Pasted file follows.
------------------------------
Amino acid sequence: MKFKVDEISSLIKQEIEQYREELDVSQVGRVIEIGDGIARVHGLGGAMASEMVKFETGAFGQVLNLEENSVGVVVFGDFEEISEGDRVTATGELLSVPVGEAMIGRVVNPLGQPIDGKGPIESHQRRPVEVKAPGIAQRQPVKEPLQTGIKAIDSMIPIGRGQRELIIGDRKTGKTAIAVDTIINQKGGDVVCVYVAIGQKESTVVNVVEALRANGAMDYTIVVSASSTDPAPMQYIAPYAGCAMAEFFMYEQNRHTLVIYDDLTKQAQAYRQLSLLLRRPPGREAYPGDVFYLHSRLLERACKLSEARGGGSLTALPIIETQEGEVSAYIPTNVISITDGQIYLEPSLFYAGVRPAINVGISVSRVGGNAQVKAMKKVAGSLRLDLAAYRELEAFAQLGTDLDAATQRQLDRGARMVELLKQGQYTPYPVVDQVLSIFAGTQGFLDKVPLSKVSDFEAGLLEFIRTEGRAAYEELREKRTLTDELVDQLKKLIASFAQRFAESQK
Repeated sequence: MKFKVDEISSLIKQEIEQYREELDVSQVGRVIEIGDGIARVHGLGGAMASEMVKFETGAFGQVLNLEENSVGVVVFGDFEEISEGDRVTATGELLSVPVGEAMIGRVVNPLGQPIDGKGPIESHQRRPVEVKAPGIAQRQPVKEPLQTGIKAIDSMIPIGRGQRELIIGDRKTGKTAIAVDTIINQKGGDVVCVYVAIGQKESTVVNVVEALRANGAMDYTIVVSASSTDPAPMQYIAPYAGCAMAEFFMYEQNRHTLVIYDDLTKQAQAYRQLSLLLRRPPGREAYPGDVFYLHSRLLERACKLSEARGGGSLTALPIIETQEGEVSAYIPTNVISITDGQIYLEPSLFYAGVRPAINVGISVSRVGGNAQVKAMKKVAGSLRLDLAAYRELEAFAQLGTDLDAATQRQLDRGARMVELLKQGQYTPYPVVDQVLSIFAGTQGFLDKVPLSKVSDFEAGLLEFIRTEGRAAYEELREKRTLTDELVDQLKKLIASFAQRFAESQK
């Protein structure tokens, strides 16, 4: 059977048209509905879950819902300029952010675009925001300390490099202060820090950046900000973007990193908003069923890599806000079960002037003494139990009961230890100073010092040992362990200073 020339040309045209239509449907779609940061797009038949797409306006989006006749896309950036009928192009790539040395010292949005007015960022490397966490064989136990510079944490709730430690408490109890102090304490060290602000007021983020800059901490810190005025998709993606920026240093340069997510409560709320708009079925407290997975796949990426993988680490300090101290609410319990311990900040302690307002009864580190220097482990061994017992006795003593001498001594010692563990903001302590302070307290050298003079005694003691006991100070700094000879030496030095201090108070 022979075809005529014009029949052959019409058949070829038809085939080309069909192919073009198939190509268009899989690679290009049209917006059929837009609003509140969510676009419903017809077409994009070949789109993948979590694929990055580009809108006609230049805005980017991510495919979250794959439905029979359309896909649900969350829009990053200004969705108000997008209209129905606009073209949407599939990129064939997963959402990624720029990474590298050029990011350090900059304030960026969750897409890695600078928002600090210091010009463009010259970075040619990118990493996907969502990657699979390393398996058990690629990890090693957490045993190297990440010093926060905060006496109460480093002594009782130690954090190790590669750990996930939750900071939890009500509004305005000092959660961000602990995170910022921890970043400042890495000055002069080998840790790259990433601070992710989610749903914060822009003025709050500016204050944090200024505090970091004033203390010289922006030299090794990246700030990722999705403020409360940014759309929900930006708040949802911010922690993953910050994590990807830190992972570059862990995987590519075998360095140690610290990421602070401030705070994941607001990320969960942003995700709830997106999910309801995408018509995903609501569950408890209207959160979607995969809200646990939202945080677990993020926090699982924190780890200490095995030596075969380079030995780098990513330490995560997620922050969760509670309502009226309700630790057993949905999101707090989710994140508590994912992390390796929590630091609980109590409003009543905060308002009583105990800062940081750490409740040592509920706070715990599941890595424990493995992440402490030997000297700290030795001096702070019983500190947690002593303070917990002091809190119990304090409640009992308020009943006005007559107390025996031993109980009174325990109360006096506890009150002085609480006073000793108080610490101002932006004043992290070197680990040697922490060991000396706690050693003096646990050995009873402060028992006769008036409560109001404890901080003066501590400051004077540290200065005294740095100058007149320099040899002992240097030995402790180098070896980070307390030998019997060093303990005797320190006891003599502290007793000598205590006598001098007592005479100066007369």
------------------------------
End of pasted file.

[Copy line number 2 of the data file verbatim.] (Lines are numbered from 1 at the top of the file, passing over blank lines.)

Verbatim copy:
Repeated sequence: MKFKVDEISSLIKQEIEQYREELDVSQVGRVIEIGDGIARVHGLGGAMASEMVKFETGAFGQVLNLEENSVGVVVFGDFEEISEGDRVTATGELLSVPVGEAMIGRVVNPLGQPIDGKGPIESHQRRPVEVKAPGIAQRQPVKEPLQTGIKAIDSMIPIGRGQRELIIGDRKTGKTAIAVDTIINQKGGDVVCVYVAIGQKESTVVNVVEALRANGAMDYTIVVSASSTDPAPMQYIAPYAGCAMAEFFMYEQNRHTLVIYDDLTKQAQAYRQLSLLLRRPPGREAYPGDVFYLHSRLLERACKLSEARGGGSLTALPIIETQEGEVSAYIPTNVISITDGQIYLEPSLFYAGVRPAINVGISVSRVGGNAQVKAMKKVAGSLRLDLAAYRELEAFAQLGTDLDAATQRQLDRGARMVELLKQGQYTPYPVVDQVLSIFAGTQGFLDKVPLSKVSDFEAGLLEFIRTEGRAAYEELREKRTLTDELVDQLKKLIASFAQRFAESQK